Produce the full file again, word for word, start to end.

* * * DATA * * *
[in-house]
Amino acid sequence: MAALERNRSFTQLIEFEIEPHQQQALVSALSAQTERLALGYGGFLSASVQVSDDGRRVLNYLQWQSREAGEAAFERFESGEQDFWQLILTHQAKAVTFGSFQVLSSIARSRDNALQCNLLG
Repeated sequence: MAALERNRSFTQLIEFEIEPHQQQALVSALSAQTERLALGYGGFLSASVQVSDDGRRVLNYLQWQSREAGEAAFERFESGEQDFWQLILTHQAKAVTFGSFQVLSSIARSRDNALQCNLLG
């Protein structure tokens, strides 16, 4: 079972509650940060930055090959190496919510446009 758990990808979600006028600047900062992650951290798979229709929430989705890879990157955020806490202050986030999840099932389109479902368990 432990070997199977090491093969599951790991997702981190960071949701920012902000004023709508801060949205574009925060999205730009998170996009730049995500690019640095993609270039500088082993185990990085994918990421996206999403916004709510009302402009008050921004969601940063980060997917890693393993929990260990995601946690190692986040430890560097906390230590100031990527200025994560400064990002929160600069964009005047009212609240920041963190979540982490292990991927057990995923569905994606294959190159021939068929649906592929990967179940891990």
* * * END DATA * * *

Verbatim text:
[in-house]
Amino acid sequence: MAALERNRSFTQLIEFEIEPHQQQALVSALSAQTERLALGYGGFLSASVQVSDDGRRVLNYLQWQSREAGEAAFERFESGEQDFWQLILTHQAKAVTFGSFQVLSSIARSRDNALQCNLLG
Repeated sequence: MAALERNRSFTQLIEFEIEPHQQQALVSALSAQTERLALGYGGFLSASVQVSDDGRRVLNYLQWQSREAGEAAFERFESGEQDFWQLILTHQAKAVTFGSFQVLSSIARSRDNALQCNLLG
């Protein structure tokens, strides 16, 4: 079972509650940060930055090959190496919510446009 758990990808979600006028600047900062992650951290798979229709929430989705890879990157955020806490202050986030999840099932389109479902368990 432990070997199977090491093969599951790991997702981190960071949701920012902000004023709508801060949205574009925060999205730009998170996009730049995500690019640095993609270039500088082993185990990085994918990421996206999403916004709510009302402009008050921004969601940063980060997917890693393993929990260990995601946690190692986040430890560097906390230590100031990527200025994560400064990002929160600069964009005047009212609240920041963190979540982490292990991927057990995923569905994606294959190159021939068929649906592929990967179940891990």